Category Archives: Design Innovation

Design of Fragrance families

Elizabeth, Hilary, Lisa from Nordstrom Fine Fragrance Dept.

Nordstrom Fragrance Experts Elizabeth, Hilary, Lisa

A lesson in choosing a signature fragrance from Nordstroms Fine Fragrance department (Hillsdale Mall, San Mateo, CA location) was an idyllic way to spend a Sunday afternoon. The team of Elizabeth, Lisa and Hilary, generously shared their time and knowledge permitting us to sample over 30 different fragrances.

To avoid nose overload, perfumes were sprayed onto thin cards and presented by their “family” or origin. The families we sampled included floral, wood, fresh and oriental. Families are identified by the way the perfume is manufactured, for example florals are made from the petals of flowers or by the ingredients used, for example. orientals will include jasmine, amber and sweet vanilla layered with citrus, green or fruits to create a mysterious and sensual scent.

Perfume has always been important in the history of mankind. Used by the ancient Egyptians, Romans, Chinese and mentioned in the Bible it has been used to seduce, to mask unpleasant odors and for other industrial purposes. France has always been a world authority. The industry began in the 16th century town of Grasse in the Southern region of Provence. Grasse had been a center for leather and tanning and was famous for glove production since the 13th century. When fashions changed in favor of scented gloves Grasse provided them.

Floral Perfumes

Chanel No.5 comes from the Floral family and is the best-selling perfume in the world. Its principal ingredients are rose du mai, jasmine, and a synthetic musk. Chanel bought their own farm in Grasse to guarantee production of the 20 tons of jasmine and 50 tons of rose du mai it produces annually. New in the floral market is Balenciagas’, “Paris” and “Poppy” by Coach, the hand bag makers – both welcome additions to the oldest family of perfumes.

Oriental Perfumes

The Oriental family of fragrances, often preferred by Europeans for their sensual smell, typically contains jasmine, amber and vanilla. My two favorites were “Angel” by Thhierry Mughler which is very popular with 20 somethings and “Couture” by Badgley Mischka, a very grown up, sexy perfume for evening time.

Fresh Perfumes

The “Fresh” family, preferred by Americans for their “just stepped out of the shower” feel, have a clean and crisp smell with herbal or citrus notes blended with aquatic and fresh elements. New from Chanel is Cristalle Eau Verte. This  is not what your mother wore, but it is probably what her middle aged daughter will wear.  It is as strikingly modern update on the 1921 block buster No. 5.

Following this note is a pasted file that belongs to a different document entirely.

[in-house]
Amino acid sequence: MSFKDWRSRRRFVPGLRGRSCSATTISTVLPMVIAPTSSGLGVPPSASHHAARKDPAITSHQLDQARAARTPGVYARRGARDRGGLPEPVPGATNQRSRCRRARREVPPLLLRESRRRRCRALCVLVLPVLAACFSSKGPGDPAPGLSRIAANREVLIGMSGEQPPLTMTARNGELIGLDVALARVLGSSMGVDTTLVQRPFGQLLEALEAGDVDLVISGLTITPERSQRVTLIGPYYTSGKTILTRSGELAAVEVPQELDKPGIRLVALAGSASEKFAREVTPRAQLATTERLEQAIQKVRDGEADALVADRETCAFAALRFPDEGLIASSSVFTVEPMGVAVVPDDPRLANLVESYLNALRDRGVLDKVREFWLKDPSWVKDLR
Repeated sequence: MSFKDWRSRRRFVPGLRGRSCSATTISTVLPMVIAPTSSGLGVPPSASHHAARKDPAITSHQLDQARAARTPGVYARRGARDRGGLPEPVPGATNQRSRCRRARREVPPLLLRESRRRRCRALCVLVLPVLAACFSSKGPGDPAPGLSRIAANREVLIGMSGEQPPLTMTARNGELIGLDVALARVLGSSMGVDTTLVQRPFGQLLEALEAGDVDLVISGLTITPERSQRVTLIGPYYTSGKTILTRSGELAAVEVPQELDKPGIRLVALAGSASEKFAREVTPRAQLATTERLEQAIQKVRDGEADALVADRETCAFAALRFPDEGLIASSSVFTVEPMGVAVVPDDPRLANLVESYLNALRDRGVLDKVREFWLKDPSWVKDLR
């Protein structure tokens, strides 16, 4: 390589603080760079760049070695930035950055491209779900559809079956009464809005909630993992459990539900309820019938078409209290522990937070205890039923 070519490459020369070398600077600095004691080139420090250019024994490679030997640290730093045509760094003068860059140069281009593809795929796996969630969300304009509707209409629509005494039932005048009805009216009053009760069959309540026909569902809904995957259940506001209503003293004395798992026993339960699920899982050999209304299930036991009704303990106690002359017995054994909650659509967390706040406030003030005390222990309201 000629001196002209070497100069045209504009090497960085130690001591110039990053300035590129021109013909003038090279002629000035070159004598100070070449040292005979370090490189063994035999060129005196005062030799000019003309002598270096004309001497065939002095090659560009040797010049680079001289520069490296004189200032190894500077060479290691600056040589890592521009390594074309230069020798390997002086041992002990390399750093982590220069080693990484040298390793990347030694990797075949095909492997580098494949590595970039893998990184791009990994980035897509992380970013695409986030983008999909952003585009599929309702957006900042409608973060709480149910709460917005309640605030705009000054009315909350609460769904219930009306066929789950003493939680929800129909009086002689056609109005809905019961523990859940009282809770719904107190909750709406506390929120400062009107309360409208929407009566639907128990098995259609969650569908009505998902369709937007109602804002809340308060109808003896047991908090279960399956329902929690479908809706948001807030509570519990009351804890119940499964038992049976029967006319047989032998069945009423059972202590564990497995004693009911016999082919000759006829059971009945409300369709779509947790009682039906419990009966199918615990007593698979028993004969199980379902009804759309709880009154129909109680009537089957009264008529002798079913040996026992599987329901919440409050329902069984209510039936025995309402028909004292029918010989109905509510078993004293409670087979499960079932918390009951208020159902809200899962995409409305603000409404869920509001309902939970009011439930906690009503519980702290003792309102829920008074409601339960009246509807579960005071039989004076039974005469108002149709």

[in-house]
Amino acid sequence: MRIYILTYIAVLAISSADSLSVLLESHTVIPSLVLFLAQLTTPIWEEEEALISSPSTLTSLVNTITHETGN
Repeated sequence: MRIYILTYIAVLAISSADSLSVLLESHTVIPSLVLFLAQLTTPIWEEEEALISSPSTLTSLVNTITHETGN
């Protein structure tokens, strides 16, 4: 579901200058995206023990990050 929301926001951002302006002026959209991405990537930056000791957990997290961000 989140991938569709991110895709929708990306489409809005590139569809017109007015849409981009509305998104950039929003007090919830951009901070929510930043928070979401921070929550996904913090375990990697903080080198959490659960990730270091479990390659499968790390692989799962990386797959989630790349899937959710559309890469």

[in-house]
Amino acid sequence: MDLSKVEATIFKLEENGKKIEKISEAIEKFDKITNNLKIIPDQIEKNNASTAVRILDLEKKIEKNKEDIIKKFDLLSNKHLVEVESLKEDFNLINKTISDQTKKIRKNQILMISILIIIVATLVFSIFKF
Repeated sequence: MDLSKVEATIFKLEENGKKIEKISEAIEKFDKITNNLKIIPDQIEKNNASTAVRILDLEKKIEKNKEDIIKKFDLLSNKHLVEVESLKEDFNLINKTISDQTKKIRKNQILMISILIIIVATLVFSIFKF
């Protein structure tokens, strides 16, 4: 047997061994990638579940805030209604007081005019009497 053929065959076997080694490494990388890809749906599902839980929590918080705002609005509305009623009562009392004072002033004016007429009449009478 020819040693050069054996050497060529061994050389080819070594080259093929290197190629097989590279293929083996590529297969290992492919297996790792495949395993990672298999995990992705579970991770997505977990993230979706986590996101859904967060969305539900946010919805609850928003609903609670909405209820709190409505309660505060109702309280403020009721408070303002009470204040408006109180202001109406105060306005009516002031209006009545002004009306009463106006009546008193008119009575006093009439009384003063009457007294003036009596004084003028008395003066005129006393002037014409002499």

Woody Perfumes

The Woody family of perfumes contain rich notes like cedar, pine and sandalwood. Often containing a hint of patchouli, they have an earthy adventurous scent. Possibly my least favorite family of fragrances, an example would be Ralph Lauren’s “Romance”.

The team of Hilary, Lisa and Elizabeth were not only generous with their time and knowledge, but also with gifts and samples to take home and try. The team will be offering another review of fragrances in the fall so if you are local and interested, drop by the fine fragrance center at Nordstroms, San Mateo, Hillsdale Mall and ask for an invitation to their next fragrance event. Tell them Sally sent you.

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Design at the extremes, test at the means.

A good time was had by all at the FWE&E Innovation Leaderships, Visions for the Future event last night hosted at Ericsson’s Experience Lab in San Jose. Sarah Beckman spoke on  learning theory for design innovation. She is senior lecturer at the Haas School of Business Management at UC Berkeley. Her talk was followed by a panel session of distinguished leaders in the field moderated by Lisa Solomon.

The panelists included. Dr. Jan Uddenfeldt, Senior Vice President, Senior Advisor Technology to CEO, Ericsson Group. Susan Worthman, Associate Chair, MBA in Design Strategy and Director, Leading by Design Fellows Program, California College of the Arts. Jennifer Dulski, Co-Founder and CEO, Center’d/The Dealmap. Chris Ertel, Partner, Monitor Group’s Doblin Practice.  The meeting was graphically recorded by Lynn Carruthers, Visual Practitioner, Monitor Group, Global Business Network.

In her two hour presentation, Sara Beckman described the four key take aways for any organization needing to innovate. These are:

  1. Develop empathy through out your organization for customers and users.
  2. Focus on the most imp. Problems and ladder up the hierarchy by asking why
  3. Motivate change innovation with compelling sticky stories
  4. Learn through rapid prototyping of alternative solutions.

Develop empathy through out your organization for customers and users. Identify the audience and design for the extreme then test your solution on the mean. For example, the potato peeler the Oxo Goodgrip, was designed for a person with arthritic hands to use. Arthritis sufferers make up a small percentage of Oxo’s customer base however, the design innovation also met unexpressed needs of the larger audience. This design is a market leader.